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Fisheries Management

Determinants of noncompliance with light attraction regulation among inshore fishers in Ghana


In many developing coastal countries, wild fish stocks have been overexploited. Moreover, evolution of fishing techniques has exacerbated the problem of stock depletion. In Ghana, some inshore fishers acquire and use light attraction equipment to improve their efficiency, which is illegal. Since this crime is committed repeatedly, this study employs an illegal–legal fishery crime model to investigate the determinants of noncompliance with the regulation. The severity of punishment, individual discount rates, and social pressure are found to determine both the decision to violate and the investment in the illegal equipment a proxy for severity of violation of the regulation. Furthermore, age of the skipper, the number of dependants that a fisher has and the extent to which the skipper perceives the regulation to be unfair explain the decision to violate only, while the risk of punishment explains the severity of violation of the regulation only.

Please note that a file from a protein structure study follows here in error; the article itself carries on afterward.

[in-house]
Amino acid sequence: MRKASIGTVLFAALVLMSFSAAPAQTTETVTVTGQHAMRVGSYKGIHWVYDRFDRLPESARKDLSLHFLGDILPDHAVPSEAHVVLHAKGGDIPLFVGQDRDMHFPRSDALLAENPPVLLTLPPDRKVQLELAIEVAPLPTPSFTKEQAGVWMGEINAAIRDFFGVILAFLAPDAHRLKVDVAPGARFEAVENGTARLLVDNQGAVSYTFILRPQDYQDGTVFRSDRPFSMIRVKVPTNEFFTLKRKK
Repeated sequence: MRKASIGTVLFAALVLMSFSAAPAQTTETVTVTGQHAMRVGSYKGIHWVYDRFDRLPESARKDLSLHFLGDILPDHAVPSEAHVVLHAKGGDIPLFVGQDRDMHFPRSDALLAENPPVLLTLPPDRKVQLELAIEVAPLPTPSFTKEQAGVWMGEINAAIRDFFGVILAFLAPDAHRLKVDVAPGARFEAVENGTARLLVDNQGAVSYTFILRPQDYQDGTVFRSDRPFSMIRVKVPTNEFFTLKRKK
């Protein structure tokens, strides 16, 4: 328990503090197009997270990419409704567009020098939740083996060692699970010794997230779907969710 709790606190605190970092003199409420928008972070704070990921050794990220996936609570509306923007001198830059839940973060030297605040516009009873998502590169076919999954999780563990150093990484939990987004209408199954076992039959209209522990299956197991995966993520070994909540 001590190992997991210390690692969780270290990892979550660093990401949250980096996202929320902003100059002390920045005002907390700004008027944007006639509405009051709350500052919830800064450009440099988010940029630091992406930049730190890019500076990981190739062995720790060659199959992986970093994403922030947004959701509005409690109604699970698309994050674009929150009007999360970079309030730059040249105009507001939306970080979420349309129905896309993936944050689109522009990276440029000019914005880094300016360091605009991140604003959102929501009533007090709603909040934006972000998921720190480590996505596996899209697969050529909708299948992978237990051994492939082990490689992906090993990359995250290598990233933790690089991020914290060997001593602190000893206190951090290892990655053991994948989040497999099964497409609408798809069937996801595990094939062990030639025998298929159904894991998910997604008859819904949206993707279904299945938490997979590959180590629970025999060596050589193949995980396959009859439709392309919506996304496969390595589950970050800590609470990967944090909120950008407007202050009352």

Read full paper https://doi.org/10.1016/j.socec.2010.12.014.

Name of Author(s):
Wisdom Akpalu
Institutional Affiliation:
Department of History, Economics and Politics, State University of New York–Farmingdale, United States
Type of Publication:
Journal Article
Name of Publisher or Journal:
The Journal of Socio-Economics
Date of Publication:
2011
Number of Pages:
5